The tools used within a methodology are often referred to as research instruments.
Those who are involved in the data generation are often referred to as research participants. Research also includes the dissemination of findings and consideration of impact.
For example, institutional research in a university may be conducted to better understand why some students withdraw from their studies.
Response rates are most often applied to survey data collection and refer to the number of surveys completed as a proportion of those that were eligible to complete it.
It is only possible to calculate a response rate when you know the total number of eligible respondents.
For example, an institutional response rate for the National Student Survey may be set a 70% target. This means that it is hoped that 70% of eligible students will complete the survey.
A sample is a selected target group for participation in your research. A sample is drawn from a wider population (all possible respondents).
You should have a rationale for your sample and think carefully about how you will access them. Your choice of sample relates to your research problem and how you intend to explore it.
You may choose to sample students on a specific course, by a demographic characteristics such as gender or ethnicity, or randomly by selecting every other student sat in a lecture hall.
Survey fatigue, sometimes called respondent fatigue, refers to the deterioration of the quality of survey data as the participant tires of the process.
Surveys fatigue can occur in-survey and can have an effect on the answers are given - selecting answers without consideration (all B’s) or repeating a ‘Don’t Know’ answer will have an impact on your overall findings.
Survey fatigue can also occur across a survey population, when multiple requests are sent to the same potential participants.
Without an oversight or survey strategy, important student surveys may incur low response rate or answers which are influenced by agitation.
Synthesis is a process which follows analysis and moves towards a more comprehensive critical evaluation.
This stage of thinking recognises the limits of existing knowledge upon which to build new explanations.
This could include the need to examine gaps in the evidence and a discussion about what new evidence is needed in the future.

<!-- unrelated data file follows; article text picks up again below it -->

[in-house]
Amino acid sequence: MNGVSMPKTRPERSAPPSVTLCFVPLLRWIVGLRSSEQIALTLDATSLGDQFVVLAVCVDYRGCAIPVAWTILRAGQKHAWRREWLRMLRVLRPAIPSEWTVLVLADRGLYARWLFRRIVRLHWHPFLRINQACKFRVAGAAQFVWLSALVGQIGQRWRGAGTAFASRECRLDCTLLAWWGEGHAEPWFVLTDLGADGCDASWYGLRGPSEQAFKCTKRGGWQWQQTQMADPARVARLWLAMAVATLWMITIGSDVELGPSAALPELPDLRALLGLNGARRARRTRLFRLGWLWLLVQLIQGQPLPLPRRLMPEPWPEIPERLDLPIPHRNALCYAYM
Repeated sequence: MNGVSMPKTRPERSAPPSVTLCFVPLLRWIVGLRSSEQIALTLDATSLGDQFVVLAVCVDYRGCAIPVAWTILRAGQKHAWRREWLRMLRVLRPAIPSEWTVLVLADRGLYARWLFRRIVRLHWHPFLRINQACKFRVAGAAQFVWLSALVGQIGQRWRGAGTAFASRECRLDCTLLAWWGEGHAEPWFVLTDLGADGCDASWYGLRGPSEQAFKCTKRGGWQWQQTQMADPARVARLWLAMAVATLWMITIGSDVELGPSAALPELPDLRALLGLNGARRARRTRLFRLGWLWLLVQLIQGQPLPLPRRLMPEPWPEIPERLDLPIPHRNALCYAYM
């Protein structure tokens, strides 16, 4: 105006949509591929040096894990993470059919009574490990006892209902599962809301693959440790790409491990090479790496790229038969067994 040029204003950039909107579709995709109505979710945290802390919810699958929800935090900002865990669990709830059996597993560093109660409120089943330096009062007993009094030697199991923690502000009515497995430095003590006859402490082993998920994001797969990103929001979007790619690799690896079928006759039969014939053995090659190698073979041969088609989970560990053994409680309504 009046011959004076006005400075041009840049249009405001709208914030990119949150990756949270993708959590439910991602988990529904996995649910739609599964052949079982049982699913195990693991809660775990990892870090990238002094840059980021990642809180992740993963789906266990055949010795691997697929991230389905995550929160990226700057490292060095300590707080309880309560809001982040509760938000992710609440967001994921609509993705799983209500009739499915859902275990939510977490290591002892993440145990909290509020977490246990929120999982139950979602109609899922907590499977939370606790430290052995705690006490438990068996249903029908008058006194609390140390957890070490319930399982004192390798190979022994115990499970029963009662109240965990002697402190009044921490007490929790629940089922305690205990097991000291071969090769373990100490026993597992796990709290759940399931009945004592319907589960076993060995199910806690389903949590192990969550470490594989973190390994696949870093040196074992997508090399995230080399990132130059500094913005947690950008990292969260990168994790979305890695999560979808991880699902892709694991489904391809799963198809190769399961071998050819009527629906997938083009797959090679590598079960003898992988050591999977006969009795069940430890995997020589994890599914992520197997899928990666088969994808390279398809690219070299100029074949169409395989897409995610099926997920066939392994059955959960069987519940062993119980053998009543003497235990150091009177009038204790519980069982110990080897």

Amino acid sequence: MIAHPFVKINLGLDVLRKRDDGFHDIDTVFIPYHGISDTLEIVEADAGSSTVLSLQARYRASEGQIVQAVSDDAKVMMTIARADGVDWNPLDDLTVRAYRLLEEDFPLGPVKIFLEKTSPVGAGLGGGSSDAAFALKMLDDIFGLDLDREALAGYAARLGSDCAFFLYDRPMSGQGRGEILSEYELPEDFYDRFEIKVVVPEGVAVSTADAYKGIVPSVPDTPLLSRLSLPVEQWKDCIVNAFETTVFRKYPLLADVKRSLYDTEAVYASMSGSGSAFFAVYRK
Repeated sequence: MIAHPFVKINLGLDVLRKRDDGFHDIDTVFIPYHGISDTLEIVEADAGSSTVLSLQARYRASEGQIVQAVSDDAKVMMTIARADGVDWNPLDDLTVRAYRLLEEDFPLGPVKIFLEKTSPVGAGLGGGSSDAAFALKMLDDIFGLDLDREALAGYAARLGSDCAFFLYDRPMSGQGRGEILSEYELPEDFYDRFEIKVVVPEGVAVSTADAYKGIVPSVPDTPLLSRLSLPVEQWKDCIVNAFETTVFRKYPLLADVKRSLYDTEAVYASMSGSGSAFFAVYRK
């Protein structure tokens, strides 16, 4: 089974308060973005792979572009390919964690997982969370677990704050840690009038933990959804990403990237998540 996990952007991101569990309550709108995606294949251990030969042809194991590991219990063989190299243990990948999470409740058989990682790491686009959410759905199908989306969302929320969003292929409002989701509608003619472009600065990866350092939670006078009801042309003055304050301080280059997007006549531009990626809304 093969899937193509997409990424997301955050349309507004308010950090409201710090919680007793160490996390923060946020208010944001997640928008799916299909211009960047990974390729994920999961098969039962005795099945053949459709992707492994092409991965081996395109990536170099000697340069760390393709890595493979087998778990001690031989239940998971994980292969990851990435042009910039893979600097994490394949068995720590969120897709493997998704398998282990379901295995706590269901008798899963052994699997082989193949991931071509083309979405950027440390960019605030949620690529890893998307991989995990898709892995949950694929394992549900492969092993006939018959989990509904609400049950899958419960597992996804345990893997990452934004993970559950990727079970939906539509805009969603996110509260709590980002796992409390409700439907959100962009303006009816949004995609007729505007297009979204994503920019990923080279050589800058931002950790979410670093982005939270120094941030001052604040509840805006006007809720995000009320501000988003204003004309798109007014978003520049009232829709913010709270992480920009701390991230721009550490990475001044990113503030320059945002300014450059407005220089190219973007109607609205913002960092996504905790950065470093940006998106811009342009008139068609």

There are four types of triangulation - methodological triangulation, data triangulation, theoretical triangulation, and researcher triangulation.
The aim of triangulation is to view evidence from more than one perspective.
Methodological triangulation involves using more than one method (for example, a student survey AND a student focus group) or the same method more than once, to compare and contrast findings collected from the same group of participants.
Data triangulation involves the use of different sources of data, for example, from different groups of participants or data collected within a different time or space.
Theoretical triangulation involves using more than one perspective. For example, applying feminist theory to a proposal would guide the data collection and analysis.
Finally, researcher triangulation would use more than one researcher to compare interpretation and provide a check for any bias that might be apparent.
During the analysis of data and consideration of the emerging evidence base it is necessary to verify the quality and credibility of the sources and the process which was used to generate them.
Validity refers to the accuracy of the data and whether it is the most appropriate for answering the research question.
Reliability refers to the design of the research instrument and the extent to which the same results would be generated by the instrument if the data collection was to happen again. These terms are much easier to apply to quantitative data.
Qualitative data uses an assessment of authenticity - what biases may have affected the data collection? Consider who the researcher is and their relationship to the participant.
And trustworthiness - to what extent can you trust the data you have collected? Keeping a researcher diary or reading transcripts with participants are two strategies which can be applied to mitigate.
Some of these verifications are much more difficult to secure with data from secondary sources.